Who is this class of people? The unborn.
Yes, the hypocrisy is astounding. While he argues that “the work is not finished” regarding respect for our shared human dignity, he’s managed to strip pregnant women of any dignity at all–reducing them to simply an address. Not even a “vessel” or other flowery language like some other abortion foes–just a generic shelter.
Man, between this and Behe, my irony meter is smoking this week…
My office in the epidemiology department is located within the hospital. Therefore, every day when I walk into work, I pass by a sign like the one on the left. Like most states, Iowa has a safe haven law–a law that allows parents to leave a newborn infant at a designated site, no questions asked, without any threat of prosecution. These sorts of laws were developed in response to cases where babies had been left on doorsteps, or thrown in trash dumpsters, etc. Safe Haven laws, in theory, should prevent those kinds of abuses–the parents abdicate responsibility for the infant, who can then be adopted by a caring family. In theory, everyone should win.
In practice, however, it’s sometimes a different story. Some argue that these laws haven’t helped to reduce the number of babies that are “dumpstered,” and that babies in some states (depending on the particular laws) are simply placed in limbo, unadoptable because of lack of information on both birth parents. In other cases, the very people who may be most at risk are the ones unaware of such laws. For example, at the Iowa site I linked above, they have information for hospitals, parents, etc., but tragically, under “Community Education Information,” it says, “materials are still being developed.” A recent story notes that in Iowa, there’s just no money to publicize these safe havens, and that since 2001, 8 babies have been dropped off, while 4 have died after being abandoned unsafely. Earlier this week, this hit me where I live, as a teenager from my little Iowa town is accused of hiding her pregnancy and killing her newborn infant while on vacation in Florida. More below…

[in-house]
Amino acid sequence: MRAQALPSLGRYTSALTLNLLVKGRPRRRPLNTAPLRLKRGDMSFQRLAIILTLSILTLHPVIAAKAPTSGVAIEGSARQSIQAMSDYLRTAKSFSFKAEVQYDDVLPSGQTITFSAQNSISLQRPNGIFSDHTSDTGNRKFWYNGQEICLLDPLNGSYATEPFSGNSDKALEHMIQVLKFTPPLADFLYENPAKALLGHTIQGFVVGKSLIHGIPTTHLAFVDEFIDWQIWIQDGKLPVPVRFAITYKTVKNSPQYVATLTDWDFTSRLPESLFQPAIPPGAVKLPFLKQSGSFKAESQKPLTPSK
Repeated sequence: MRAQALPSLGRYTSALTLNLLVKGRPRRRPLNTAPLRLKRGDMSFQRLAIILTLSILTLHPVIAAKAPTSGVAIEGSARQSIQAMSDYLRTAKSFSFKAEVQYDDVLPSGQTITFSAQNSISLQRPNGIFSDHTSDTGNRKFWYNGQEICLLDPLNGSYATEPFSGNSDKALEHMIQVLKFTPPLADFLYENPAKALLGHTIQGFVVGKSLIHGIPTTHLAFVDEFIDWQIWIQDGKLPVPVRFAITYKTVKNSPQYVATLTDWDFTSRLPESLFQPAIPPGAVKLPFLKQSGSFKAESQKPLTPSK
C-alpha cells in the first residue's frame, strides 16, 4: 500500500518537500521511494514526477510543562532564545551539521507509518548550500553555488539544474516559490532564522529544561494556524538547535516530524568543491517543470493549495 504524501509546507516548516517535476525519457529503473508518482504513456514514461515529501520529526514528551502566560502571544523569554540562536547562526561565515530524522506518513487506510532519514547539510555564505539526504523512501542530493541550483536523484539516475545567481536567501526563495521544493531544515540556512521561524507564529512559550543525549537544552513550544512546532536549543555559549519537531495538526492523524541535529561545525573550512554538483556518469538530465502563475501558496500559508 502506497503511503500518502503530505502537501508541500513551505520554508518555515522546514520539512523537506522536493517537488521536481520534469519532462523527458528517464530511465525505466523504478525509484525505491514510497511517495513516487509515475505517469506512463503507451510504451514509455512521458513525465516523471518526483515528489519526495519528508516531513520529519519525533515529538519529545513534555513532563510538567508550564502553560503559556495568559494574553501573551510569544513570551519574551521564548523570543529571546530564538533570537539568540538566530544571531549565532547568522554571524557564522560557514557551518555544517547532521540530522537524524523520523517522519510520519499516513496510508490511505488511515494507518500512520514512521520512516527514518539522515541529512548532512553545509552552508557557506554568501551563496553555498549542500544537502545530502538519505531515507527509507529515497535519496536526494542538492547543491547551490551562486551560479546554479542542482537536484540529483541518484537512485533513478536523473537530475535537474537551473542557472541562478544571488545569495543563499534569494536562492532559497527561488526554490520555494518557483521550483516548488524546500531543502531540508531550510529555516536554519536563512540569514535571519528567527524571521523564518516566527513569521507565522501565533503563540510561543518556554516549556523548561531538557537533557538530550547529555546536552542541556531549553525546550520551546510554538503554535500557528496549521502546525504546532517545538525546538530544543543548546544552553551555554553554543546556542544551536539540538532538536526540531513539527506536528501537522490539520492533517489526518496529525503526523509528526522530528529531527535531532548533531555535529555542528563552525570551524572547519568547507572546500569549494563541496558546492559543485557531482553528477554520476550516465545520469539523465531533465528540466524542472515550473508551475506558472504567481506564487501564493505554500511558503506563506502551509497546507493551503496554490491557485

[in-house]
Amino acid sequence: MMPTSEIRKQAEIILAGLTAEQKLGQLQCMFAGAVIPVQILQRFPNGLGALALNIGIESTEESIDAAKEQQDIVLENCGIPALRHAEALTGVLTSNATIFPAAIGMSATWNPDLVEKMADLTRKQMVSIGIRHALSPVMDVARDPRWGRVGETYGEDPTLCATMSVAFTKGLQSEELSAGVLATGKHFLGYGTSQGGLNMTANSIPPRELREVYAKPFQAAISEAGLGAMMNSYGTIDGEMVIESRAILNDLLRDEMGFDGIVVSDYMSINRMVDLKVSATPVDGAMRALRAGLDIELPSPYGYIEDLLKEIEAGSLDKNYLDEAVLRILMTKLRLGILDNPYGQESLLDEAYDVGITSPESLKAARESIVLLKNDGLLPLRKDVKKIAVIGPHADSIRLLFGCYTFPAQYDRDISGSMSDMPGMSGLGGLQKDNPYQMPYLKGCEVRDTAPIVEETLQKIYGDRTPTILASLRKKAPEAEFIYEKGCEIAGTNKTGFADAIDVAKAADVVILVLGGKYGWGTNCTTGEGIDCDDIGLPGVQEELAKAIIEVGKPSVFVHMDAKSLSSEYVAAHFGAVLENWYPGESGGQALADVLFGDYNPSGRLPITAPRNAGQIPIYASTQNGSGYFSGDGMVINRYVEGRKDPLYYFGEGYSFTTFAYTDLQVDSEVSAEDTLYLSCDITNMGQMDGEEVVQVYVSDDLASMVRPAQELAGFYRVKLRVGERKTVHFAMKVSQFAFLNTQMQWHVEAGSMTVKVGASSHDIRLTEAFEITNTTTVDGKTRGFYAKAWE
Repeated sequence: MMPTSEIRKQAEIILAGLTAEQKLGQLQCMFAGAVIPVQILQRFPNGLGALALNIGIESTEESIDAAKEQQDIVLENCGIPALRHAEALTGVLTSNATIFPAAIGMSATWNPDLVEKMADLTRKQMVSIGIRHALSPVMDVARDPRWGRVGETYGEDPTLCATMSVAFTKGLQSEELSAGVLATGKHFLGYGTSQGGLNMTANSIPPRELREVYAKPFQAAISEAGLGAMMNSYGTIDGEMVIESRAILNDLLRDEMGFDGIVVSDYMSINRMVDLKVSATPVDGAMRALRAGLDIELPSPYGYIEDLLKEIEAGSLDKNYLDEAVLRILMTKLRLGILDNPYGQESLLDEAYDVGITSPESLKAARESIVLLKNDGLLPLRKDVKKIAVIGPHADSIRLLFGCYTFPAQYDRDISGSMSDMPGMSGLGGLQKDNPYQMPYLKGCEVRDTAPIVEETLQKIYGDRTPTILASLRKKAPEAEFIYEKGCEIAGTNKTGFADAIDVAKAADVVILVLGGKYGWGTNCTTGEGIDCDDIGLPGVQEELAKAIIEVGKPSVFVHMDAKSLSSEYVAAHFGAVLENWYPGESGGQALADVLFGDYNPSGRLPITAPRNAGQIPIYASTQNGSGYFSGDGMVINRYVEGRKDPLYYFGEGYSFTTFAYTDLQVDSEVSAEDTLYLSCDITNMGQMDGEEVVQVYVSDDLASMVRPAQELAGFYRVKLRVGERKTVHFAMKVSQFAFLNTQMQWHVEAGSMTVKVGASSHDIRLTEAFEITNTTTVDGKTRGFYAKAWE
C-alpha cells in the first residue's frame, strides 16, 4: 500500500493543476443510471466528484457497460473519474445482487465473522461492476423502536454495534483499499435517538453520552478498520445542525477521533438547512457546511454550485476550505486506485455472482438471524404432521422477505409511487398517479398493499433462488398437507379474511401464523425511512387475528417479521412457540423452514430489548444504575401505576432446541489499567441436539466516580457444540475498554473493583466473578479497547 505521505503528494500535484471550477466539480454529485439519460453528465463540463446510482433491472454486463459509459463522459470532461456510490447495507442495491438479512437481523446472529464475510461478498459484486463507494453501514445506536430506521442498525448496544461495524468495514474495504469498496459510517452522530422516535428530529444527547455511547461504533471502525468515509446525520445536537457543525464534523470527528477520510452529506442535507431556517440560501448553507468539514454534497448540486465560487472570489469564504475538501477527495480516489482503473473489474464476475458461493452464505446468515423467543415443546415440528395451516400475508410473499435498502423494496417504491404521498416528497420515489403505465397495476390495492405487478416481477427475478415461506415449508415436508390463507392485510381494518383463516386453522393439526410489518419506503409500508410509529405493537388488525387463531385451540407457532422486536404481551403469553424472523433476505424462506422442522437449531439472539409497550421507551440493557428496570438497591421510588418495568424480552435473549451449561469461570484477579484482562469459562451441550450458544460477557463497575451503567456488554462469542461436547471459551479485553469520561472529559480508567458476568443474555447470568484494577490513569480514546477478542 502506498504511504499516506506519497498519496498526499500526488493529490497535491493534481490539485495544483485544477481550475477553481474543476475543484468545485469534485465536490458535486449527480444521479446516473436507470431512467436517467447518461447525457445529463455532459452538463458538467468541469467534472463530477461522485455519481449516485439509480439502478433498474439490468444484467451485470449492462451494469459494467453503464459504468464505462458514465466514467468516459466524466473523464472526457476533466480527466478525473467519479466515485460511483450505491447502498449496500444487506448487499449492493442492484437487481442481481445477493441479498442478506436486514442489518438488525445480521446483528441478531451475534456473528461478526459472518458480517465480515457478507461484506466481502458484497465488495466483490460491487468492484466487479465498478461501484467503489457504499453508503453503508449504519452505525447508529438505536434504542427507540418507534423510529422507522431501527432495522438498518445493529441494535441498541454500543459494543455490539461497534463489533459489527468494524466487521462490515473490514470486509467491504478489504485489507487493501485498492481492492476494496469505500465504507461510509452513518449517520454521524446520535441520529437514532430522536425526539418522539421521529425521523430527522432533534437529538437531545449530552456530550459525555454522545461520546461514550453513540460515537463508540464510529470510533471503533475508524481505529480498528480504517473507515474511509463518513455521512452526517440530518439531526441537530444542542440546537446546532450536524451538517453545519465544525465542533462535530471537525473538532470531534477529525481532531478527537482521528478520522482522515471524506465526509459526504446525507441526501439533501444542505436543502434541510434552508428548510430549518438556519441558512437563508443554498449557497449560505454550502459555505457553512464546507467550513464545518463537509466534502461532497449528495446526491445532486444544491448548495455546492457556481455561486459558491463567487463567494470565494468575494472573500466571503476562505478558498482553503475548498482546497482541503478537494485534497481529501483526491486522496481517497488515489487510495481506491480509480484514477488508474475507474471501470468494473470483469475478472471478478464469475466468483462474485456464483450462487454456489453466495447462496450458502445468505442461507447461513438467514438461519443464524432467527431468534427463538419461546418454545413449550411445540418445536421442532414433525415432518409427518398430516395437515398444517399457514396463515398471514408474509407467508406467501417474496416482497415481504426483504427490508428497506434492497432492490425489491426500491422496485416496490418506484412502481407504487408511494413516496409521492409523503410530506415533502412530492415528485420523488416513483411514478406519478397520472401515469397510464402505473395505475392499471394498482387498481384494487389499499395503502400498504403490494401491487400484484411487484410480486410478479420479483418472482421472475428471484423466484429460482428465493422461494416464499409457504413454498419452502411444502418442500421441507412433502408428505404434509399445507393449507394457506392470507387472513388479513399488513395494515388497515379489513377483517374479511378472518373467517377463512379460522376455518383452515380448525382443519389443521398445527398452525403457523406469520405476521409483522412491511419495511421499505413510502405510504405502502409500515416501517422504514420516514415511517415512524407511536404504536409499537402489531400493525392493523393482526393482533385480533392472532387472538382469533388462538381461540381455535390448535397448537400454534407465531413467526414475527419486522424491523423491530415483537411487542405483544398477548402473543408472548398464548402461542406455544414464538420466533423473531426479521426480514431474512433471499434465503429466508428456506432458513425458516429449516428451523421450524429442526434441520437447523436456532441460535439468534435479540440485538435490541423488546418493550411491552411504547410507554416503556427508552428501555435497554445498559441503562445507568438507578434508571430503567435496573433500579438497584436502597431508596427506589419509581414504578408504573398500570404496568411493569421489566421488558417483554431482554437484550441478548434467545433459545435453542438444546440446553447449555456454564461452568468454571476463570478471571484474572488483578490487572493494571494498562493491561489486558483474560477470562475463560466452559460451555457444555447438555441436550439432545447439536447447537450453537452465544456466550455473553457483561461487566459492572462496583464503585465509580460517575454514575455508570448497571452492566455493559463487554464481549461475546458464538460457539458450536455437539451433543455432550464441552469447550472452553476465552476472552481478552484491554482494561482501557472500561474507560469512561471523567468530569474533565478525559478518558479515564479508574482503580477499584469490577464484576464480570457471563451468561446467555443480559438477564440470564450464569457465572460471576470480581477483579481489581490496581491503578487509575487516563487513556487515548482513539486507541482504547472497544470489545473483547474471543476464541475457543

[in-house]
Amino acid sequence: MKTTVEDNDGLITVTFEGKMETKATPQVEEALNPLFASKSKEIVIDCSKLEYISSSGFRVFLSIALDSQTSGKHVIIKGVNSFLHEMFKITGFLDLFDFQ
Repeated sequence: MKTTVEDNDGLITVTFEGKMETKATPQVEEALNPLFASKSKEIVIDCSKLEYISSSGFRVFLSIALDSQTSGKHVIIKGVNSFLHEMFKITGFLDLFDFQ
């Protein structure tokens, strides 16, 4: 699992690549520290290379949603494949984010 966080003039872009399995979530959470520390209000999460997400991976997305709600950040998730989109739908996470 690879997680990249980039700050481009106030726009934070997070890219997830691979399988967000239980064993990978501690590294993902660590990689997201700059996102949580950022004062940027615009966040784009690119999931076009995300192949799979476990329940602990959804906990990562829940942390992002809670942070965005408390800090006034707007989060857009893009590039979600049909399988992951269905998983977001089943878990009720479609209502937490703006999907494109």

Continue reading “Safe haven laws, hidden pregnancies, and the tragedy of Ashley Truitt”
Over at her old blog, Karmen had a nice overview of Deinococcus radiodurans, a fascinating organism that’s able to withstand many different extremes: genotoxic chemicals, oxidative damage, high levels of ionizing and ultraviolet radiation, dehydration, and, as the name suggests, incredibly high doses of radiation. (We’re talking high–up to 5,000 Gy without breaking a sweat, while it only takes about 10 Gy to kill a human). However, despite 50 years of study, no one’s really figured out just how it does it, though some clues (such as higher levels of manganese and low levels of iron) have emerged that make D. radiodurans stand out). Over at Small Things Considered, a recent paper is highlighted suggesting that these minerals protect not the DNA from damage, but instead, the proteins:
The researchers postulated that manganese ions transform damaging superoxide radicals (which can’t easily cross the cell membrane) into hydrogen peroxide, which can be excreted. Indeed, resistant cells excrete peroxide following radiation exposure.
Time journalist (and newly minted Nieman fellow in global health) Christine Gorman recently gave a talk at the Global Health Council’s annual meeting. Christine discussed topics that get a lot of press–such as HIV/AIDS–and others that occasionally bubble up to the surface, such as malaria and non-infectious global health issues like female genital mutilation. However, she also noted stories that are rare or missing in mainstream health journalism–more on those after the jump.
Continue reading “Christine Gorman talks global health”